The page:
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Genesis 33

Brothers Reconcile
1When Jacob # 33:1 Jacob’s name had been changed, but like us, he was slow to realize his new identity. It was not until Rachel died that Israel journeyed onward (see Gen. 35:19–21). Jacob entered his promised inheritance with a limp. When he walked toward Esau and bowed down, he was limping. Esau did not see a whole Jacob; he saw a crippled Jacob. looked up, he saw Esau approaching with four hundred men. # 33:1 Esau came with four hundred men; Jacob came with four women and his children. Jacob divided his children by their mothers and sent them to Esau one group at a time. The most loved of all to Jacob were Rachel and Joseph, so he reserved them for last, just in case the anger of Esau broke out against him and his family. Jacob was a clever, thoughtful man, but he was still walking in man’s wisdom. Because he anticipated vengeance from the hand of Esau, he exposed those whom he cared about the least to the first stroke of that vengeance. So he quickly divided the children among Leah, Rachel, and the two maidservants. 2He lined up the maidservants and their children in front, then Leah and her children, then Rachel and Joseph last of all. 3Then Jacob went ahead of them to face Esau. As he approached his brother, he bowed down to the ground seven times # 33:3 It is hard to miss the irony here, for Isaac’s prophecy was that Esau would be ruled by Jacob and bow down to him (see Gen. 27:29), but here we see Jacob bowing down before his estranged brother. before reaching him.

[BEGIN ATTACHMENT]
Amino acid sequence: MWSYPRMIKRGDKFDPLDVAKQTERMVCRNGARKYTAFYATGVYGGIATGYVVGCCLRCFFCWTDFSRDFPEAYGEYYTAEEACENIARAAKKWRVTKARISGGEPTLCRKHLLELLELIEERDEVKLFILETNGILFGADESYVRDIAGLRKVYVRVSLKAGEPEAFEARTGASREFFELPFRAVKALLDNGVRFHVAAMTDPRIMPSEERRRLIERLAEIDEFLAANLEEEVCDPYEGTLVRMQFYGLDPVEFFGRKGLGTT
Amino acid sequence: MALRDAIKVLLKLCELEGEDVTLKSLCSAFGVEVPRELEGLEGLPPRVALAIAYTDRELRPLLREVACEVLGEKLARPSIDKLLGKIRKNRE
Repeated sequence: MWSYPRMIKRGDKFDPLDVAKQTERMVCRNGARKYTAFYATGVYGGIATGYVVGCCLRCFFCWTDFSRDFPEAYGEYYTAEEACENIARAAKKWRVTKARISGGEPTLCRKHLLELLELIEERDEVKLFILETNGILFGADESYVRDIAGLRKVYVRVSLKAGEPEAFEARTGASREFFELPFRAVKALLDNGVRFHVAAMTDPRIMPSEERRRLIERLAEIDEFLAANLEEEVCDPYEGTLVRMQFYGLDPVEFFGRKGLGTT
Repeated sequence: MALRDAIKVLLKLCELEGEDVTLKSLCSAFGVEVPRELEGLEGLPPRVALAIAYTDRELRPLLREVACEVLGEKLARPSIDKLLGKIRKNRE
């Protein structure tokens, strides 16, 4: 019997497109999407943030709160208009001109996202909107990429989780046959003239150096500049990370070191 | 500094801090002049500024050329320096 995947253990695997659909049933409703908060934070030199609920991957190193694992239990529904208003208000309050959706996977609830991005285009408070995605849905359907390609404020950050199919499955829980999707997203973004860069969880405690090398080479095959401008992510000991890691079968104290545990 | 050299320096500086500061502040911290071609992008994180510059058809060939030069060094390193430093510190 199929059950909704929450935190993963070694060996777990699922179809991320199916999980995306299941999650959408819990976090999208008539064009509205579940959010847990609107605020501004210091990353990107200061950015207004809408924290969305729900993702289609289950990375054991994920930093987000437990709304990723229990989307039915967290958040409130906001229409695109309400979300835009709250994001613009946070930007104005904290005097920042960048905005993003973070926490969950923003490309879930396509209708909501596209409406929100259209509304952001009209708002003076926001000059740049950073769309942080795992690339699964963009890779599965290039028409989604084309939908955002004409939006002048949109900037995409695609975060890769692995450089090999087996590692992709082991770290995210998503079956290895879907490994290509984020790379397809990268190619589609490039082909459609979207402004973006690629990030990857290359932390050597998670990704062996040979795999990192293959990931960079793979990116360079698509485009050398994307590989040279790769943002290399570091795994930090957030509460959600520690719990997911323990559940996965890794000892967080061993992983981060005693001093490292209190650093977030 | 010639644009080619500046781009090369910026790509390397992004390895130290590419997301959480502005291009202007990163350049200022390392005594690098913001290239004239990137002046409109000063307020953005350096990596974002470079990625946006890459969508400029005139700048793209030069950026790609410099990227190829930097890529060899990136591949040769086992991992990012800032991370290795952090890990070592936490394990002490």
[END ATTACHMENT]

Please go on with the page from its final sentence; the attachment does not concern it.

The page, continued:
4But Esau ran to Jacob and hugged him! He threw his arms around Jacob’s neck, he kissed him, and they wept in each other’s arms. # 33:4 Imagine the sense of emotional release Jacob (Israel) must have felt as he stood there hugging Esau. Jacob had deceitfully kissed his father, pretending to be Esau (see Gen. 27:26). Now the two brothers shared the kiss of restoration. Their tears released and washed away the emotional pain of their past! Reconciliation between brothers always pleases God (see Ps. 133). Remember that, in a moment, God can turn enemies into friends. Remember that God turned Saul into Paul (see Acts 13:9)! Our hearts must always be postured to reconcile with others who have distanced themselves from us. 5When Esau looked up and saw the women and the children, he said to Jacob, “Who are all these coming behind you?”
Jacob replied, “These are the children, your niece and nephews, whom God has so graciously given # 33:5 This word comes from a Hebrew verb meaning to “be gracious,” “show favor,” or “be kind to.” Indeed, children are a gracious gift from God. See Ps. 127:3. your servant.” 6Then the maidservants came forward with their children and bowed low before Esau. 7Leah likewise came forward with her children and bowed down. Finally, Rachel and Joseph came forward and they bowed down to the ground before Esau.
8Esau asked Jacob, “Why did you send all these animals to me?”
“I was hoping to find favor with you, my lord,” Jacob replied.
9“But my brother,” Esau laughed, “I have plenty. Keep what you have for yourself.”